Wednesday, 26 October 2011

How to lose foreign investment

John Mangun
Business Mirror

TWO international reports about the Philippines appeared last week. The World Bank reported in its annual “Doing Business 2012” that the Philippines dropped two places to 136 in the world for “ease of doing business.”

A web site started by a woman who wrote “The Budget Traveler’s Guide to Sleeping in Airports” and the “Cheap Like Me Travel Society” voted Naia as the worst airport in the world.

Now, which one do you think got the most coverage and the most response from the Philippines’s political leaders?

One congressman urged “an emergency makeover of the Ninoy Aquino International Airport [Naia] complex.” A party-list representative “filed a resolution urging the House Committee on Transportation to look into the managerial problems besetting Naia.” A presidential spokesman stressed that the government’s priority was to rehabilitate the 30-year-old terminal.

The Philippines ranks behind Syria and Sudan and ahead of Madagascar and Cambodia. Nice global company we keep. I read the 212-page report. There was no mention if Rwanda (No. 50) and Botswana (No. 52) ranked higher because their airports are nicer to sleep in.

The Philippines has a great problem attracting investment, both foreign and domestic. Everyone knows that foreign investment could be the goose that lays the golden egg. The emphasis then has been to understand the problems with getting foreign investment in the country.

Recently, the talk has been about changes to the Constitution that would allow more foreign ownership of companies doing business in the Philippines. The country has a “Foreign Investment Negative List” regarding the percentage of foreign ownership of businesses in the Philippines. For example, the Negative List does not allow foreigners to engage in the “ownership, operation and management of cockpits” or the “manufacture, repair, stockpiling and/or distribution of nuclear weapons.” Those are probably sensible provisions.

There is one group that believes that if foreigners were allowed to own more of local companies, say 80 percent, they will be more inclined to do business in the country.

Singapore has a good economy and has good foreign investment. Singapore allows 100-percent foreign ownership. So that is the way the Philippines should go, right? Except Thailand has a good economy, good foreign investment, and the Alien Business Law, which is similar to the Philippines’s Negative List but in some ways is even more restrictive. So what is the difference between these two and the Philippines?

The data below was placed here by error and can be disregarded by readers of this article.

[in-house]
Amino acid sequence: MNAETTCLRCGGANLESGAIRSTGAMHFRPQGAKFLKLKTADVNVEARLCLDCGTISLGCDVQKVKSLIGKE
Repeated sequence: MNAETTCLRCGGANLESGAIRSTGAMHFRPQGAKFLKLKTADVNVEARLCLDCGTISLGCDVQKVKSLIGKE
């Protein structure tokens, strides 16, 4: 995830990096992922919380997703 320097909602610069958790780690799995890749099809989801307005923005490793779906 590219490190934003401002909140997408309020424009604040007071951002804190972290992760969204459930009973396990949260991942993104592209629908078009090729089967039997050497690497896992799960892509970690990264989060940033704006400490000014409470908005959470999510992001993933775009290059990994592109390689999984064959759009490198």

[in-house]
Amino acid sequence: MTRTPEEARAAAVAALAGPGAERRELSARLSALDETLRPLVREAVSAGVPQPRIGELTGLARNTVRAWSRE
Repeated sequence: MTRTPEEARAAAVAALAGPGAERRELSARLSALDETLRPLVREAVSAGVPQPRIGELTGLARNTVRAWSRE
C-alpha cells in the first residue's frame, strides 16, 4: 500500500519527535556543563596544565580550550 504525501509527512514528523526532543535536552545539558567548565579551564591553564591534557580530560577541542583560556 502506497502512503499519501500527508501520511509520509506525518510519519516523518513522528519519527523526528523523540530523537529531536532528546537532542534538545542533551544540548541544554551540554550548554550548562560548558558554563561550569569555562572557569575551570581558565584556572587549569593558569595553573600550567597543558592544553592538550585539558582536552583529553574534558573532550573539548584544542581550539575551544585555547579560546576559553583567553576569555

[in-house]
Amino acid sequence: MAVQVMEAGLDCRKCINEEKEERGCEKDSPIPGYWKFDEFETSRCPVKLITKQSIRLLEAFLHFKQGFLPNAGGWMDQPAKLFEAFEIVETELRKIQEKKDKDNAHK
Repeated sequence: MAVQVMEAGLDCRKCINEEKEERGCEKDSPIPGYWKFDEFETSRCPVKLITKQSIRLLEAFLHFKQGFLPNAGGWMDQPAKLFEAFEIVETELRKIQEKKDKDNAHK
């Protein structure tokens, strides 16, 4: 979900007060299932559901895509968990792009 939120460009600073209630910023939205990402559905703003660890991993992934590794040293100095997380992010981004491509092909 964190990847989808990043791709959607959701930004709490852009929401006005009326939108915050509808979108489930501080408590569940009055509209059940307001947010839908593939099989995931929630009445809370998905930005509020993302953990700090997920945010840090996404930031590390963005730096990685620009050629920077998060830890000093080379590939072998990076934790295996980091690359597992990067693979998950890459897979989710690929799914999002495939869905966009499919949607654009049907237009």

Singapore ranks No.1 in the world for “ease of doing business.” Thailand ranks No. 16. Again, the Philippines ranks 136.

Investment goes where it can make a profit. The second consideration is how difficult that profit is to make.

I will grant that both India (132) and Indonesia (129) are not high in the rankings but these are both countries with huge populations and, therefore, more profit to be made. Business money also has to balance the amount of profit with the difficulty of getting it.

In addition, Indonesia has a very effective and functioning (unlike the Philippines) Public-Private Partnership Program that brought in $1 trillion in foreign money in 2010 for 23 specific projects and an additional $700 million for 12 specific mining projects. I will not make any comment.

So why is it so hard to do business in this country? Setting up a business requires 15 separate steps (read government approvals) and takes 35 days. In Thailand there are only five steps requiring 29 days. Singapore has three steps and it’s over in three days. Indonesia takes longer, 45 days, but there are only eight procedures to go through.

But even in the Philippines, not all places are equal. The World Bank did an in-depth study of the Philippines this year. If you want to start a business, go to Mindanao. GenSan and Davao rank No. 1 and No. 2 for ease. Cebu was 7th. Don’t try to start in San Juan (25), Las Piñas (24), or Pasig (23). Instead, if you have to be in Metro Manila, set up shop in Taguig (3), Valenzuela (4), or Marikina (8).

The World Bank suggests the “losers” learn best practices from the “winners.”

When we spend or invest, we look also for time and money-saving convenience and efficiency. Convenience and efficiency does not describe the Philippines bureaucracy.

Karl Marx said, “For the bureaucrat, the world is a mere object to be manipulated by him” not to be served.

The saddest thing is that the Philippines has not made any substantial improvement since the reports started in 2004. But maybe by next year, Naia will be a better place to sleep at. Unfortunately, that may not exactly be the silver bullet that attracts more foreign or domestic investment.


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